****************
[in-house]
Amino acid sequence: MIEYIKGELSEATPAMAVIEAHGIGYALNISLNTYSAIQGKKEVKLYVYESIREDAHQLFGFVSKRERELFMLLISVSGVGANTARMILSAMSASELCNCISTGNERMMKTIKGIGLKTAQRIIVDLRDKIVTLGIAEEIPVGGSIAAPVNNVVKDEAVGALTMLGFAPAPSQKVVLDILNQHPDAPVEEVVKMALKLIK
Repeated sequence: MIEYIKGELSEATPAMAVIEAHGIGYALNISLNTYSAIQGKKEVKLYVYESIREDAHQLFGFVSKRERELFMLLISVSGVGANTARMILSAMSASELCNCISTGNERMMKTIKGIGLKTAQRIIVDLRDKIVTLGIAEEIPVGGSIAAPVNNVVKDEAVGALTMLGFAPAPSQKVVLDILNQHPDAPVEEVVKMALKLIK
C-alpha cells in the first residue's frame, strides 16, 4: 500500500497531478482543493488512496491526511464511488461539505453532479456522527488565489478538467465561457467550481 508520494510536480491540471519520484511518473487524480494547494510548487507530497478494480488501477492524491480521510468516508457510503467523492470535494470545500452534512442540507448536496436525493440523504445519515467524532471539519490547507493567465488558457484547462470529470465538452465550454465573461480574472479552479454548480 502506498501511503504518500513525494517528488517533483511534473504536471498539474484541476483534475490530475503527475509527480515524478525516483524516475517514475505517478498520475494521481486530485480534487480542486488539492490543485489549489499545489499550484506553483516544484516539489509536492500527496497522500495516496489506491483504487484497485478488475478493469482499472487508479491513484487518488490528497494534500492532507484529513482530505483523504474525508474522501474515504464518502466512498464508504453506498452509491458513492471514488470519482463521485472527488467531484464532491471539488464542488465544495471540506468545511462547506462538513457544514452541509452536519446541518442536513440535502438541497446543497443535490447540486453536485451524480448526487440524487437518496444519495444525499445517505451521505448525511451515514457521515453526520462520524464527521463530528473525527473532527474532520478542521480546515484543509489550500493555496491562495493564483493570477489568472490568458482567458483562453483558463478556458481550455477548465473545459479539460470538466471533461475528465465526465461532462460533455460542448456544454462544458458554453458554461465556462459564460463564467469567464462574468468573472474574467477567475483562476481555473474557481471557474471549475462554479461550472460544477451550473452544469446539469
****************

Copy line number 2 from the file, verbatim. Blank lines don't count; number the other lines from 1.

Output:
Amino acid sequence: MIEYIKGELSEATPAMAVIEAHGIGYALNISLNTYSAIQGKKEVKLYVYESIREDAHQLFGFVSKRERELFMLLISVSGVGANTARMILSAMSASELCNCISTGNERMMKTIKGIGLKTAQRIIVDLRDKIVTLGIAEEIPVGGSIAAPVNNVVKDEAVGALTMLGFAPAPSQKVVLDILNQHPDAPVEEVVKMALKLIK